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The Works of Mr. George Gillespie (Vol. 1 of 2)

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(Transcriber’s Note: This book is an 1846 reprint of George Gillespie’s books, which were originally published separately. Each is reprinted here with its original title page and other front matter. The paper book had no page numbers; each book is transcribed here with its own page numbering, which may have no correspondence with the publisher’s idea of the page numbers.)

In presenting to the public, for the first time, a Complete Edition of theWorks of Mr GEORGE GILLESPIE, there are two or three points to which thePublisher begs to direct special attention.

Although the great value of Gillespie’s various works was well known to many, yet there had been no recent reprints of them, and they had become so very scarce that it was with great difficulty any of them could be obtained. Recent controversies had brought forward the very subjects which had been so ably treated by Gillespie; and it was felt, that justice to the Church of which he was so great an ornament, and to the cause which he so strenuously supported, demanded the republication of his whole works, in a form, and at a price, which should render them generally accessible.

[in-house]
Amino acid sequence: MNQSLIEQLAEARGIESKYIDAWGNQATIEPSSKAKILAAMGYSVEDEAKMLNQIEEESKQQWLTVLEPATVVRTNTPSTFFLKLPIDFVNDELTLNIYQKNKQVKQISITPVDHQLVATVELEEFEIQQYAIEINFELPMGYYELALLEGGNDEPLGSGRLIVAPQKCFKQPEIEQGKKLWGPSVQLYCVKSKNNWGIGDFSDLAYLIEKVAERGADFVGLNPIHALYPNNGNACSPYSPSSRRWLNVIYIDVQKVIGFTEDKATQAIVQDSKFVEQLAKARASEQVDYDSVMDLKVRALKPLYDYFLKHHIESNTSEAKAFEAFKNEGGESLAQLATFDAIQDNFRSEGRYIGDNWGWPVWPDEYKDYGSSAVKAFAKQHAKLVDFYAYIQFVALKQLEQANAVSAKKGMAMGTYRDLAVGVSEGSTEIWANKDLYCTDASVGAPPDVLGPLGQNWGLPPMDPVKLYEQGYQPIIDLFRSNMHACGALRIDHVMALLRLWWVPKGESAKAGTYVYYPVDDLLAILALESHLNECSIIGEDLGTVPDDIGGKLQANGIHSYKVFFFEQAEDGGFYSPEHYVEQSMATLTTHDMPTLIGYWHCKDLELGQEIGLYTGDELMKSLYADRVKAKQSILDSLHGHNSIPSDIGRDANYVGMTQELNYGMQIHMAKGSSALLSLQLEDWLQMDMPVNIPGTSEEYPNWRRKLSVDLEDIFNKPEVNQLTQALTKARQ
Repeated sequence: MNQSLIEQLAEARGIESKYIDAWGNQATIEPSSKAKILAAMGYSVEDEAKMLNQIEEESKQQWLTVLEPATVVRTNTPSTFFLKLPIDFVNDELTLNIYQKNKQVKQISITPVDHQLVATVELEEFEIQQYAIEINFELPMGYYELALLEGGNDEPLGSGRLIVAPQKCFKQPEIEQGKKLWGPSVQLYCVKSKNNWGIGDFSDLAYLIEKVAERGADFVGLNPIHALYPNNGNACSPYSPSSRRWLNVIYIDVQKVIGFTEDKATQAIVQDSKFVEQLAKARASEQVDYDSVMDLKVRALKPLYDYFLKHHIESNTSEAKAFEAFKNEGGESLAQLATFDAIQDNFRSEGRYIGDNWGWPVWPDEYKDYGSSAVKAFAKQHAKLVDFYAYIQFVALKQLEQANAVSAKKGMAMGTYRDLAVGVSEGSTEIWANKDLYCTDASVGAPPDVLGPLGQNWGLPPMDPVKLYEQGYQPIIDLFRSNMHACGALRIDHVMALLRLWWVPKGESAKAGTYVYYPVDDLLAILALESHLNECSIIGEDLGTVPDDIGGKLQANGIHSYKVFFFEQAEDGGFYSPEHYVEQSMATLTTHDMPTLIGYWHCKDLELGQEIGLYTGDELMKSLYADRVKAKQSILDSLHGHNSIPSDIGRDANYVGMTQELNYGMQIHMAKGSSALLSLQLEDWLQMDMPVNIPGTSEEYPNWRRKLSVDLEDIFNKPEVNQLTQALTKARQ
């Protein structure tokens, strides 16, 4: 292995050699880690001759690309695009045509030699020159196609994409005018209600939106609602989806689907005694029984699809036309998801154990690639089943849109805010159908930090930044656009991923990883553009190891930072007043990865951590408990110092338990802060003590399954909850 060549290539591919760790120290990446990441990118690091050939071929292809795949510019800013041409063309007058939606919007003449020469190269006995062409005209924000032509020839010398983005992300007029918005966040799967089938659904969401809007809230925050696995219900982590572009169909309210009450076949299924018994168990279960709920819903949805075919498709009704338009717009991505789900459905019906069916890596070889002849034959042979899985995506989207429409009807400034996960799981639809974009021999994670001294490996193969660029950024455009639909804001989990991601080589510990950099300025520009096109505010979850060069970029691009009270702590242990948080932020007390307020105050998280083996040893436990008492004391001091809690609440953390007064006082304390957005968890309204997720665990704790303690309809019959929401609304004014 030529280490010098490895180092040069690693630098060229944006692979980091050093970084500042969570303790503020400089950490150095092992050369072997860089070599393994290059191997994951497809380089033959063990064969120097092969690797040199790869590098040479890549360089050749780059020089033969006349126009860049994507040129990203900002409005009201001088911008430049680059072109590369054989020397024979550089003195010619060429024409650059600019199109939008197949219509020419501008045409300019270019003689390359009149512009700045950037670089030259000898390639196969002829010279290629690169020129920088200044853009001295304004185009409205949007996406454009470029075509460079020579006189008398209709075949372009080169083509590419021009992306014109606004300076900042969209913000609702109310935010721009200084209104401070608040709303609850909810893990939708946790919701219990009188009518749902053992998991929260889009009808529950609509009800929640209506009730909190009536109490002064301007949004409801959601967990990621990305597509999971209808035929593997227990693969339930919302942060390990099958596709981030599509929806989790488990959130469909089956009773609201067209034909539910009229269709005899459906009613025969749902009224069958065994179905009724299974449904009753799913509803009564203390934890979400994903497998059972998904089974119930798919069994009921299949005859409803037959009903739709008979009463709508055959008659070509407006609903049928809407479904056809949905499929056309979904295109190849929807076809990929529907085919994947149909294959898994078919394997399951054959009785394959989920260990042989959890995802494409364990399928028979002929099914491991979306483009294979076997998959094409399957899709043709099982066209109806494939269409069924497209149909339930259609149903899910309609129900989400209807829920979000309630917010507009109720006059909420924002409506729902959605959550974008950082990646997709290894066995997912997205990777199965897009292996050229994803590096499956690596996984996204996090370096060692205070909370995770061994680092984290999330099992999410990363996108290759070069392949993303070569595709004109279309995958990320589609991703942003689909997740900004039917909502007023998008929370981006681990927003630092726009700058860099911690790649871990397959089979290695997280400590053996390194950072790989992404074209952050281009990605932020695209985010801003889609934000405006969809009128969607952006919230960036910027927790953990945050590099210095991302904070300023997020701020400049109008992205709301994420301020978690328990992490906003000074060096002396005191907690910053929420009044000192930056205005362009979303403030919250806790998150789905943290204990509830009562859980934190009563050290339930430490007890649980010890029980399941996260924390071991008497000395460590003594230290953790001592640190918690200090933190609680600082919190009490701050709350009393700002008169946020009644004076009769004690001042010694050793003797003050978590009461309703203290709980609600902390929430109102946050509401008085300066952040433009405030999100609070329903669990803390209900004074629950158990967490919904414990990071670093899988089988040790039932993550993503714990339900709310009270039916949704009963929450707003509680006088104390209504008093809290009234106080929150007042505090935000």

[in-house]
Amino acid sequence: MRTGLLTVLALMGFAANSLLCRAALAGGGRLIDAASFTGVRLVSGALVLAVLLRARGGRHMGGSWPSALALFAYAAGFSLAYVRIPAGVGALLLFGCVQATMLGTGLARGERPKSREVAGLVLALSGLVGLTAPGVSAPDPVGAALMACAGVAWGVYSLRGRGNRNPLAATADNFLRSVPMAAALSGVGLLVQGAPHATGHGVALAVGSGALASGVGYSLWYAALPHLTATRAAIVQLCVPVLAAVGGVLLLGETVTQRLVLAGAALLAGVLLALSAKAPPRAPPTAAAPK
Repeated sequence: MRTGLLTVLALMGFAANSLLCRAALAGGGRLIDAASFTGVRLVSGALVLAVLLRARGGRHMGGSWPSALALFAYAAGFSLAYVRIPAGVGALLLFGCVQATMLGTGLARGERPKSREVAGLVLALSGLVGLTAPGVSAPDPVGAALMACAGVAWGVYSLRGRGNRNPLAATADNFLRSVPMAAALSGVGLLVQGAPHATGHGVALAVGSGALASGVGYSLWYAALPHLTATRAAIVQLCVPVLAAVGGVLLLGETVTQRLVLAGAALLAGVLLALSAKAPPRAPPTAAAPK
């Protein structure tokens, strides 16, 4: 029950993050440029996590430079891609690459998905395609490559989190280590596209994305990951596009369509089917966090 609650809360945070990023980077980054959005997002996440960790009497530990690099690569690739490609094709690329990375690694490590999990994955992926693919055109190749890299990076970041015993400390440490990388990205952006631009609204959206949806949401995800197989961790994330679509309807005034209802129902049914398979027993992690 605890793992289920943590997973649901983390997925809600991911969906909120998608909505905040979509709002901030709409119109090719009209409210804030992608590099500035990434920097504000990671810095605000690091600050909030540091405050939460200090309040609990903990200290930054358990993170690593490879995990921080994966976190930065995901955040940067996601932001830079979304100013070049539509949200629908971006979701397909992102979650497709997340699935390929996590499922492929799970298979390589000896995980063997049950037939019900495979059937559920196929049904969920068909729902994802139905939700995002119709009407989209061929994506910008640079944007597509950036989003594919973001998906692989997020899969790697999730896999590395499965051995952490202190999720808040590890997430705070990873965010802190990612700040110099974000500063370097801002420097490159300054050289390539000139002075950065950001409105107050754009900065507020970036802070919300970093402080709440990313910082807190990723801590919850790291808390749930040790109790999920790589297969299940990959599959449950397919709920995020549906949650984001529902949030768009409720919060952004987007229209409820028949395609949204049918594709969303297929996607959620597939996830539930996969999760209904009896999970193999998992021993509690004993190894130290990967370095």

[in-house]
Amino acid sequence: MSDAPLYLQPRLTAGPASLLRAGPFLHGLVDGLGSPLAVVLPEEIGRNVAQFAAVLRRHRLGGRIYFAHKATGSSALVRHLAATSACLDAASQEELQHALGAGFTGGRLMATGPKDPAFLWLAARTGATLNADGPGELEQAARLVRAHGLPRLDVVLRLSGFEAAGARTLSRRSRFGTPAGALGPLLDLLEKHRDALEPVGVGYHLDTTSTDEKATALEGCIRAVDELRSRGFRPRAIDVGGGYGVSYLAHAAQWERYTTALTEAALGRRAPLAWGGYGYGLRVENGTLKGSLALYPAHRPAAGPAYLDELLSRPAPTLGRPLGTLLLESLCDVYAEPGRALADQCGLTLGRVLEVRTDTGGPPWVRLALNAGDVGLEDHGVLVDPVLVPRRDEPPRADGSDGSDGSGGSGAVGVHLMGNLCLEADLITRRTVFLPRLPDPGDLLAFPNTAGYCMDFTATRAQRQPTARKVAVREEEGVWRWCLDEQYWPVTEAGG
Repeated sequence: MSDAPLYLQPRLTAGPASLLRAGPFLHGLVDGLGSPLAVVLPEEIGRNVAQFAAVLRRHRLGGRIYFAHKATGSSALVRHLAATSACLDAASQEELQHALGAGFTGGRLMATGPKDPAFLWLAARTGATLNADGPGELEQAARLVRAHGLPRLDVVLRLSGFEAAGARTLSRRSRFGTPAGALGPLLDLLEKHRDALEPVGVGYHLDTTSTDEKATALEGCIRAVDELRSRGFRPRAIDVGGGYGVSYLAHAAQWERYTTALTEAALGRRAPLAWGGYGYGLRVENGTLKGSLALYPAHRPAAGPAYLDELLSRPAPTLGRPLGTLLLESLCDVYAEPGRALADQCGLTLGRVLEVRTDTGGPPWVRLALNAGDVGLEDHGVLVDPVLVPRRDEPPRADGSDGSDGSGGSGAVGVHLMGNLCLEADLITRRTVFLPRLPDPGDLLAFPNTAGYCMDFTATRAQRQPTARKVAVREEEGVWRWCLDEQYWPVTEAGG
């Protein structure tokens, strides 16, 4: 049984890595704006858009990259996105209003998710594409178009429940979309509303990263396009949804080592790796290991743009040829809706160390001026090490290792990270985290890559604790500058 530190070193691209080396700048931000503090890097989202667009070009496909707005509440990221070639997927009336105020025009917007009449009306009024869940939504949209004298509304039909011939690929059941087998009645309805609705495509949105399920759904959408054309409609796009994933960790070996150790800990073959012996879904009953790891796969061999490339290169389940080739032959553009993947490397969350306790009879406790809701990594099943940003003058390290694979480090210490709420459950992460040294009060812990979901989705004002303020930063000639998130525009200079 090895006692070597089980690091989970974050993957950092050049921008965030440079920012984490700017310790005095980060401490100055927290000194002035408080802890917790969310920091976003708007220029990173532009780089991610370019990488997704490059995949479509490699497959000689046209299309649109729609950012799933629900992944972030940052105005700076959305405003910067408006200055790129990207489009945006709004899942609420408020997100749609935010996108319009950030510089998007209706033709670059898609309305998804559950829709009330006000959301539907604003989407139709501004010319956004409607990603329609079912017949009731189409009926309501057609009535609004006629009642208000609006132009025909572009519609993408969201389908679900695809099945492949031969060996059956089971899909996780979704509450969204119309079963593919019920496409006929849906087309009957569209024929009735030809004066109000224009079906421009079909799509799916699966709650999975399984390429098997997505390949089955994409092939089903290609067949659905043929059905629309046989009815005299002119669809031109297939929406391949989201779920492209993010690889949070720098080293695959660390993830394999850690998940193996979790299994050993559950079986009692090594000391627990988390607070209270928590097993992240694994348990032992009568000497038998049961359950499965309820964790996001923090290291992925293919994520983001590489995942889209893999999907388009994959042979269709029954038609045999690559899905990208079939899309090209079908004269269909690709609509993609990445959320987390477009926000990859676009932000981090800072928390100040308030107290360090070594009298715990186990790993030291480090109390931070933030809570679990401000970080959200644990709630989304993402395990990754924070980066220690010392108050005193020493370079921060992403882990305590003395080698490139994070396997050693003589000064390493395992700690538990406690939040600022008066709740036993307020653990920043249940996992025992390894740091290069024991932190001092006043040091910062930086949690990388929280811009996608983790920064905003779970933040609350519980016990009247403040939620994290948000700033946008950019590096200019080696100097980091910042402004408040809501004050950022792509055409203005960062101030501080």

In prosecuting this task the idea was suggested, that it would be desirable to publish what remained of those Notes on the Proceedings of the Westminster Assembly of Divines, which Gillespie was known to have written, if the permission of the Advocates, in whose Library they were, could be obtained. That permission was most readily granted. The manuscript volumes, of what purported to be Gillespie’s Notes, form part of the large collection entitled, the Wodrow MSS. They appear, however, not to be Gillespie’s own Notes, but copies separately taken from the original. The fact that they are manifestly separate and independent transcriptions, furnishes good evidence of the genuineness and authenticity of the original manuscripts, though it is not now known where they are, if still in existence. In making a new copy for the press every facility was granted by the Librarians of the Advocates’ Library, with their well-known courtesy and liberality; and much aid was rendered by David Laing, Esq., a gentleman thoroughly conversant with Scottish ecclesiastical literature, and generously ready to communicate to others the benefit of his own extensive and accurate knowledge.

Being desirous to render this Edition of Gillespie’s works as full and complete as possible, several small and comparatively unimportant papers have been copied from the Wodrow Manuscript, some account of which will be found at the close of the Memoir. An appendix to the Memoir contains all that could be gleaned from Wodrow’s Analecta, as printed by the Maitland Club.

The Memoir itself has been drawn up with considerable care, and is as extensive as the paucity of materials for its composition would admit. It might, indeed, have been enlarged by a more full account of the great events which occurred during the period in which Gillespie lived; but this would have been an unfair changing of biography into history, and would not have been suited to the object in view....